Over the last few years, functional Magnetic Resonance Imaging (fMRI) has emerged as a new and powerful method to map the cognitive states of a human subject to specific functional areas of the subject brain. Although fMRI has been widely used to determine average activation in different brain regions, the problem of automatically decoding the cognitive state from instantaneous brain activations has received little attention. In this paper, we study this prediction problem on a complex time-series dataset that relates fMRI data (brain images) with the corresponding cognitive states of the subjects while watching three 20 minute movies. This work describes the process we used to reduce the extremely high-dimensional feature space and a comparison of the models used for prediction. To solve the prediction task we explored a standard linear model frequently used by neuroscientists, as well as a k-nearest neighbor model, that now are the state-of-art in this area. Finally, we provide experimental evidence that non-linear models such as multi-layer perceptron and especially recurrent neural networks are significantly better.

Inferring Cognition from fMRI Brain Images

Sona, Diego;Veeramachaneni, Sriharsha;Olivetti, Emanuele;Avesani, Paolo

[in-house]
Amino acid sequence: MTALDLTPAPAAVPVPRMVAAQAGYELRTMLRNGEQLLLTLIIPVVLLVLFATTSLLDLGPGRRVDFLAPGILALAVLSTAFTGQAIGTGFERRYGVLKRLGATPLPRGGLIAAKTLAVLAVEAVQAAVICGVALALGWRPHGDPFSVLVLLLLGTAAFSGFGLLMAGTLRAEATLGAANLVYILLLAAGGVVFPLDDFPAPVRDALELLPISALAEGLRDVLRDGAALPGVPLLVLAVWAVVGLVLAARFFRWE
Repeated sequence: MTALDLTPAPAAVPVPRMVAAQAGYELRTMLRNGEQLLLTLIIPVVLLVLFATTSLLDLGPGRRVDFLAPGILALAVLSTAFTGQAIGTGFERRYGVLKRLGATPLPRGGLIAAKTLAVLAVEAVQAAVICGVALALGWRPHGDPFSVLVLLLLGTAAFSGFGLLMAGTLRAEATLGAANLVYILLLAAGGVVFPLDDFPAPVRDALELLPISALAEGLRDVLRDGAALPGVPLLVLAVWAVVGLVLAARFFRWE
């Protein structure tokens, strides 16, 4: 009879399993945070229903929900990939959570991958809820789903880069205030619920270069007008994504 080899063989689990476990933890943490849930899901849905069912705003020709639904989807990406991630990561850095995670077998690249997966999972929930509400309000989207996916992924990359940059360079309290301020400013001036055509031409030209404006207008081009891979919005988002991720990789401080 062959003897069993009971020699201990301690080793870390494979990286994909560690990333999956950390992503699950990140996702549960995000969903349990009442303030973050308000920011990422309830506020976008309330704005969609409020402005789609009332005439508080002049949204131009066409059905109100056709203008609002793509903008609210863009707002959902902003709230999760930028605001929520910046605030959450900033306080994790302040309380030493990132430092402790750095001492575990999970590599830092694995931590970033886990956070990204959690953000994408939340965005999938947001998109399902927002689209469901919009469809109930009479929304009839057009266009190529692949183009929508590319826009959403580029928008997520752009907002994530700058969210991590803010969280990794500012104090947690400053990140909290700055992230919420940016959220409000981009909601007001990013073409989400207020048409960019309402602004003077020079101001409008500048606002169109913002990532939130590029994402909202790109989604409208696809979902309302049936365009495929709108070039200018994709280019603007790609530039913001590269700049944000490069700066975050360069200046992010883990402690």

2007

Abstract

Over the last few years, functional Magnetic Resonance Imaging (fMRI) has emerged as a new and powerful method to map the cognitive states of a human subject to specific functional areas of the subject brain. Although fMRI has been widely used to determine average activation in different brain regions, the problem of automatically decoding the cognitive state from instantaneous brain activations has received little attention. In this paper, we study this prediction problem on a complex time-series dataset that relates fMRI data (brain images) with the corresponding cognitive states of the subjects while watching three 20 minute movies. This work describes the process we used to reduce the extremely high-dimensional feature space and a comparison of the models used for prediction. To solve the prediction task we explored a standard linear model frequently used by neuroscientists, as well as a k-nearest neighbor model, that now are the state-of-art in this area. Finally, we provide experimental evidence that non-linear models such as multi-layer perceptron and especially recurrent neural networks are significantly better.
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Utilizza questo identificativo per citare o creare un link a questo documento: http://hdl.handle.net/11582/3282
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